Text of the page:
May 17, 2006
Chemical Companies Unprepared to Reduce Toxicity for European REACH Regulations
by Bill Baue
An Ethical Investment Research Service report finds on Akzo Nobel advanced in preparation for
REACH, while an Innovest report debunks industry claims that the rules will cripple them.
In response to public concern over chemical toxicity, the European Commission (EC) has drafted the
Registration, Evaluation, and Authorization of Chemicals (REACH) directive, slated to
come into force in 2007. REACH will require companies making or importing chemicals in European
markets to demonstrate they are adequately controlling environmental and human health risks posed
by chemicals, and will undoubtedly lead to the blacklisting of certain chemicals, such as
carcinogens. The impact of REACH on business, particularly chemical companies, is not yet fully
understood since the regulation is not set in stone. Still, investors are eager to understand the
potential impact on companies they hold.
Ethical Investment Research Service (EIRIS), a UK-based socially responsible investing
(SRI) research firm, recently produced a report briefing investors on
risks facing the chemical industry not only from REACH but also from other regulatory and societal
"The process of phasing dangerous chemicals out of the environment is
clearly a major challenge for the chemicals industry," said Peter Webster, executive director of
EIRIS. "Although we discovered a number of examples of good practice, the general picture was of
an industry not yet fully prepared for this challenge."
The study, entitled Beyond
REACH--Chemical safety and sustainability concerns, assesses the preparedness of seven
publicly-traded companies worldwide that produce specialty chemicals for sale in Europe and have
"high exposure" to regulatory and market risks. These companies include Akzo Nobel (ticker: AKZO), Ciba
Speciality Chemicals (CSB), Clariant (CLZNF.PK), Dainippon Ink &
Chemicals (DINKF.PK), Imperial Chemical
Industries (ICI), Lanxess (LNXSF.PK) and Solvay (SOLB.BR).
"The greater a firm's exposure to safety and sustainability risks, the greater the expectation,
by investors and society at large, that the business in question demonstrate leadership and
strategic competence in managing the risks involved," the report states.
EIRIS found precious little leadership. EIRIS rated company performance "advanced," "good,"
intermediate," "limited," or "no evidence" on 12 indicators of their chemical management in three
categories--strategy and responsibility, research and development, and reporting and dialogue.
Only Akzo Nobel rated "advanced" overall, and ICI rated "good," while the rest of the companies
fell into the "intermediate" and "limited" categories. While there was widespread action on
certain indicators, only the top performers are acting on other key indicators.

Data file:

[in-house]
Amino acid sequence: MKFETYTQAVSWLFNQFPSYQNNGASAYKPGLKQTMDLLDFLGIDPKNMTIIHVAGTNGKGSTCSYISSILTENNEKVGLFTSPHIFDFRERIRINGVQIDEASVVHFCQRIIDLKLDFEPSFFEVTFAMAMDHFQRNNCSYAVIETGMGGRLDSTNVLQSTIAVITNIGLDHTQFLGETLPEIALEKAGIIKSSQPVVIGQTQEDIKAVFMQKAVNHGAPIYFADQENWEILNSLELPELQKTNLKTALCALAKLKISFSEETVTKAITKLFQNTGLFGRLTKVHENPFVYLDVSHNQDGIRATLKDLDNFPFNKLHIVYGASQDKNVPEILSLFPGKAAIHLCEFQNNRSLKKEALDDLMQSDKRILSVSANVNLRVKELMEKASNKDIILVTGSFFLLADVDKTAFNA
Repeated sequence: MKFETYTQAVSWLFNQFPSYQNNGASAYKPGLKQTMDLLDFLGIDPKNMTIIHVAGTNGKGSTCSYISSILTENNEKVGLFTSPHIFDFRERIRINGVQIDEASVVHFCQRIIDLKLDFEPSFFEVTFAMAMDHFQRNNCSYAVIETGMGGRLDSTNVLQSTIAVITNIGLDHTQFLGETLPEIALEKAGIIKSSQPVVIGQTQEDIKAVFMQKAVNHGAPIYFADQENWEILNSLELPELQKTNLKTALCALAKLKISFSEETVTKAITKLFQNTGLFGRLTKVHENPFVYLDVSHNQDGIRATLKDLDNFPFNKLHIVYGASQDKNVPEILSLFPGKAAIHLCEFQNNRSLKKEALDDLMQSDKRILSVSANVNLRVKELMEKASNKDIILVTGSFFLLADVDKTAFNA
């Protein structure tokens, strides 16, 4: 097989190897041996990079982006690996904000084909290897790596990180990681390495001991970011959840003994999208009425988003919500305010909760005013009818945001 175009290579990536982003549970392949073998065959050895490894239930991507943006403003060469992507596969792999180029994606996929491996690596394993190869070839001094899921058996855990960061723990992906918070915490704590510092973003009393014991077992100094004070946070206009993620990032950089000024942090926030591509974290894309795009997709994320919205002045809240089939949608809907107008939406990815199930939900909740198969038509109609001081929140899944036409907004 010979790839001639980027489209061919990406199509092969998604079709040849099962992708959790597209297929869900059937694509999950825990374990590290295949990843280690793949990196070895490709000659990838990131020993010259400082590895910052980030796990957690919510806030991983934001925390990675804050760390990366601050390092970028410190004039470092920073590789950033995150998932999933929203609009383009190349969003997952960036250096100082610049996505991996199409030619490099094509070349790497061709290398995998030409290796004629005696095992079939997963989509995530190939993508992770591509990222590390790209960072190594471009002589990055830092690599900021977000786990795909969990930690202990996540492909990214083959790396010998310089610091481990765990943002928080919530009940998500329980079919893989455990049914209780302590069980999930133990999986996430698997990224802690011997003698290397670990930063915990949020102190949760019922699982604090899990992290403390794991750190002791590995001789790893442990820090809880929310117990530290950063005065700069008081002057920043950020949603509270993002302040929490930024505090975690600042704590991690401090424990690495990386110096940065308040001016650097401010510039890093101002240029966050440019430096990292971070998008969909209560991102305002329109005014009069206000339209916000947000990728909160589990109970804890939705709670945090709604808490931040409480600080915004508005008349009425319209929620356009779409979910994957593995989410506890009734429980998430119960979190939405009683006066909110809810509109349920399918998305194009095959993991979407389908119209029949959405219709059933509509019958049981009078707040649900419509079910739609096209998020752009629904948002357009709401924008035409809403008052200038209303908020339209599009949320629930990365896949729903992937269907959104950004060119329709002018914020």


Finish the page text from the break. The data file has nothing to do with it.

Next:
example, each of the seven companies has made a commitment to apply product stewardship principles
as well as to conduct risk assessments on their products," the report states. "The majority (five
out of seven) have also taken steps to incorporate chemical safety and sustainability concerns into
their R&D work."
"However, only two of the seven Companies (Akzo Nobel and ICI) state a
commitment to phase-out and/or substitute chemicals of concern where feasible, as well as to avoid
chemicals of concern in the development of new products where possible," the report continues.
"EIRIS considers both of these commitments to be essential if a company is to minimise its exposure
to chemical safety and sustainability risks."
The EIRIS study follows up on a report it
produced for the European Social Investment Forum (Eurosif) last year on five challenges facing the chemical
industry over the next five to ten years, including not only chemical toxicity but also climate
change, resource use, and process safety.
Innovest Strategic Value Advisors, another SRI research
firm, paid particular attention to potential impacts of REACH in its annual report on the chemical
sector, which evaluated sustainability issues at seventy chemical companies worldwide. The report
disputes industry claims that REACH will result in thousands of lost jobs and have sweeping
economic impacts, countering that the impact of REACH on variable operating costs for most large
capitalization chemical companies will be minor.
"For example, industry titan BASF AG [BF] estimates that,
barring any effects on the labor market and the competitive situation, investors can expect REACH
to cost the company EUR 0.5 billion over a period of ten years," said Andrew White, managing
director of Innovest. "The effects of REACH will be felt more intensely by the mid-cap and small
cap companies--some smaller specialty firms indicate that approximately 30 to 40 percent of
intermediates used in production could be affected."
"Investors may also note that the
industry has been largely successful in watering down the regulation," he added.
beyond REACH at overall sustainability performance, the report finds that companies with above
average Innovest ratings financially outperformed those with below average Innovest ratings by more
than 60 percent over the period from December 1996 to December 2005.